Two and a half years ago, if someone outside the New Jersey Devils organization were to say that star forward Ilya Kovalchuk was to become the franchise's 10th captain, they might have laughed at you.

When Kovalchuk was acquired by New Jersey in February 2010, he was a player who had never had any playoff success, didn't like to play defense, and had an overall reputation of a player who put himself before his team.

Now, everyone knows that wasn't going to fly in New Jersey. The Devils are the franchise, after all, that doesn't allow players to have Twitter accounts, for some time, only allowed player to choose numbers between 1 and 30, and still doesn't give out the number 13 to anyone. Being above the team simply doesn't exist.

It didn't take long for Kovalchuk to learn that. In his first half-season with the Devils, he averaged a point-per-game. He scored 10 goals and added 17 assists in 27 games. He got his first taste of playoff success with the Devils that season too. In five games, he scored two goals and posted four assists as New Jersey was eliminated by Philadelphia.

Still, in those 32 games, Kovlachuk kept his sniper role on the team, and it took time for him to learn the ins-and-outs of playing on an annual Stanley Cup-contending team.

Throughout the first half of his first full season in New Jersey, he struggled. Long-time Devils assistant coach John MacLean got the head-coaching nod, and the team struggled.

After 33 games that put New Jersey in a 9-22-2 hole, MacLean was fired and his successor, Jacques Lemaire, was re-hired in an attempt to revitalize a team that somehow forgot how to win games and play as soundly as they once did.

With Lemaire behind the bench, everything changed for Kovalchuk.

Lemaire had been known for being able to remodel the body of a player, but Kovalchuk was different. He had star talent, but it had to be worked into a system that worked for the team. He was a player, when he came to New Jersey, that had made the playoffs one time, and that's when the Atlanta Thrashers were swept by the New York Rangers in the 2007 playoffs.

It was under Lemaire where Kovalchuk learned the concept of back-checking. Over time, he worked his way onto the power play, and even later, he earned time on the penalty kill, something no one would have dared to place him in his days with Atlanta.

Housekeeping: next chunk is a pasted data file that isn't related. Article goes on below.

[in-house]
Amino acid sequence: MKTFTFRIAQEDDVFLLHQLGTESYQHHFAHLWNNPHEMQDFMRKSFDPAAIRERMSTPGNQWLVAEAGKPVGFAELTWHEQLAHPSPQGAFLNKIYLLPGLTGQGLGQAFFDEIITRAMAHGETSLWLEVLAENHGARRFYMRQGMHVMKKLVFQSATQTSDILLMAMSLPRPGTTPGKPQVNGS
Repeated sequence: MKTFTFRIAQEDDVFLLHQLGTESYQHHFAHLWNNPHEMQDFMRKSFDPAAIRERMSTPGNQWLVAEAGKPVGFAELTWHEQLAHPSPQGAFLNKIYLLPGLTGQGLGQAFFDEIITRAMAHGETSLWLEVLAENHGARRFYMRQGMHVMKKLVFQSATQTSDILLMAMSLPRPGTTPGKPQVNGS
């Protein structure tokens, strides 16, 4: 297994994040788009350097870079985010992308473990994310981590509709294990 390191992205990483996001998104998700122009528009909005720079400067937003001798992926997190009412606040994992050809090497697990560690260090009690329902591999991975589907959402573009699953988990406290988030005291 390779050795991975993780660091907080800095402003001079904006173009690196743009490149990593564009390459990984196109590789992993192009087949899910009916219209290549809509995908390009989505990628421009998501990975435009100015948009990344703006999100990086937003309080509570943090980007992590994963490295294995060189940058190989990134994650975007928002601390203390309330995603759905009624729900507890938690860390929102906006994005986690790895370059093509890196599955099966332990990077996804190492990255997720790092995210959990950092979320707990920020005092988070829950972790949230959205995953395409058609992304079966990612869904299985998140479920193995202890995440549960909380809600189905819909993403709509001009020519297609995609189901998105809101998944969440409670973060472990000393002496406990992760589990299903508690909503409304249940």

The Devils reeled off a 23-2 streak over the second half, the Devils still fell short and didn't make the playoffs for the first time in 14 seasons. But, Kovalchuk earned the respect of his teammates and coaches, and soon, the rest of the league. He finished 2011 with 31 goals and 29 assists, with his 60 points being good enough for second-best on the team behind Patrik Elias.

In 2011-2012, Kovalchuk thrived under Devils coach Pete DeBoer, and soon, his power play position along the point become popular league-wide, and teams began to zero in on him. He finished the regular season with a team-high 83 points on 37 goals and 46 assists, and regained his mantra as one of the best scorers in the league.

He also anchored the Devils penalty shot lineup which was the best in the NHL. New Jersey led the league in shootout wins with 12, and Kovalchuk was the very reason for that.

And then, the playoffs came.

With all eyes on Kovalchuk, who was expected to see his first serious playoff action in his career, he did it all. He played over the final two-and-a-half series with a herniated disc in his back and was among the best player in the league for New Jersey as they reached the Stanley Cup Final.

Kovalchuk missed one game in the playoffs -- game two against the Flyers in the second round -- but he came roaring back in game three, having arguably the best game of his career in a 4-3 overtime win.

He eventually led the league in playoff points, tallying 8 goals and 11 assists in 23 playoff games.

Now, with former captain Zach Parise leaving for the Minnesota Wild in free agency, Kovalchuk has a chance to become a captain for one of the most successful hockey franchises over the last decade and a half.


If someone were to say Kovalchuk would have led the playoffs in points two years after he was acquired by the Devils, and would lead them to a Stanley Cup finals appearance a year after they missed the playoffs, that person would have been laughed at, too.